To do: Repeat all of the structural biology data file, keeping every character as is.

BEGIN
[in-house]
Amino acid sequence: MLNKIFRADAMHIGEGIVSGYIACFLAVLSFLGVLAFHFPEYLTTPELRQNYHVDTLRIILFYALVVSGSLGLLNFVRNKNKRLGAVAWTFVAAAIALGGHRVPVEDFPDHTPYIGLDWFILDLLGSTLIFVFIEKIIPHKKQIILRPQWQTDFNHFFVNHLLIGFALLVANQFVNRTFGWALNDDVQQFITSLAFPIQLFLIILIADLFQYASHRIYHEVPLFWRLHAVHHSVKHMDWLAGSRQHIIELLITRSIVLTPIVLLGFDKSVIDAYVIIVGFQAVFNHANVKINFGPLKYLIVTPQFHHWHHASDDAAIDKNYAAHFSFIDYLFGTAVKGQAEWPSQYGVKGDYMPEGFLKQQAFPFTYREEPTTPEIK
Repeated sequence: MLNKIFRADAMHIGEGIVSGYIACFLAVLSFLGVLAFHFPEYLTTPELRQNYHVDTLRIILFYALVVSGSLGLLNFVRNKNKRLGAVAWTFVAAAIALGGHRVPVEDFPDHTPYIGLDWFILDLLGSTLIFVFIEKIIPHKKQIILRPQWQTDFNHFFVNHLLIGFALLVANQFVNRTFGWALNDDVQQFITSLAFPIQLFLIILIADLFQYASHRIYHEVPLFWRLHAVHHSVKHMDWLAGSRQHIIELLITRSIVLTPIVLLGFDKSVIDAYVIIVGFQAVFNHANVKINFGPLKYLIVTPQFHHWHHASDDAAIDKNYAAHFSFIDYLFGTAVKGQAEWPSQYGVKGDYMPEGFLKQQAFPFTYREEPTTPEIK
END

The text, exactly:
[in-house]
Amino acid sequence: MLNKIFRADAMHIGEGIVSGYIACFLAVLSFLGVLAFHFPEYLTTPELRQNYHVDTLRIILFYALVVSGSLGLLNFVRNKNKRLGAVAWTFVAAAIALGGHRVPVEDFPDHTPYIGLDWFILDLLGSTLIFVFIEKIIPHKKQIILRPQWQTDFNHFFVNHLLIGFALLVANQFVNRTFGWALNDDVQQFITSLAFPIQLFLIILIADLFQYASHRIYHEVPLFWRLHAVHHSVKHMDWLAGSRQHIIELLITRSIVLTPIVLLGFDKSVIDAYVIIVGFQAVFNHANVKINFGPLKYLIVTPQFHHWHHASDDAAIDKNYAAHFSFIDYLFGTAVKGQAEWPSQYGVKGDYMPEGFLKQQAFPFTYREEPTTPEIK
Repeated sequence: MLNKIFRADAMHIGEGIVSGYIACFLAVLSFLGVLAFHFPEYLTTPELRQNYHVDTLRIILFYALVVSGSLGLLNFVRNKNKRLGAVAWTFVAAAIALGGHRVPVEDFPDHTPYIGLDWFILDLLGSTLIFVFIEKIIPHKKQIILRPQWQTDFNHFFVNHLLIGFALLVANQFVNRTFGWALNDDVQQFITSLAFPIQLFLIILIADLFQYASHRIYHEVPLFWRLHAVHHSVKHMDWLAGSRQHIIELLITRSIVLTPIVLLGFDKSVIDAYVIIVGFQAVFNHANVKINFGPLKYLIVTPQFHHWHHASDDAAIDKNYAAHFSFIDYLFGTAVKGQAEWPSQYGVKGDYMPEGFLKQQAFPFTYREEPTTPEIK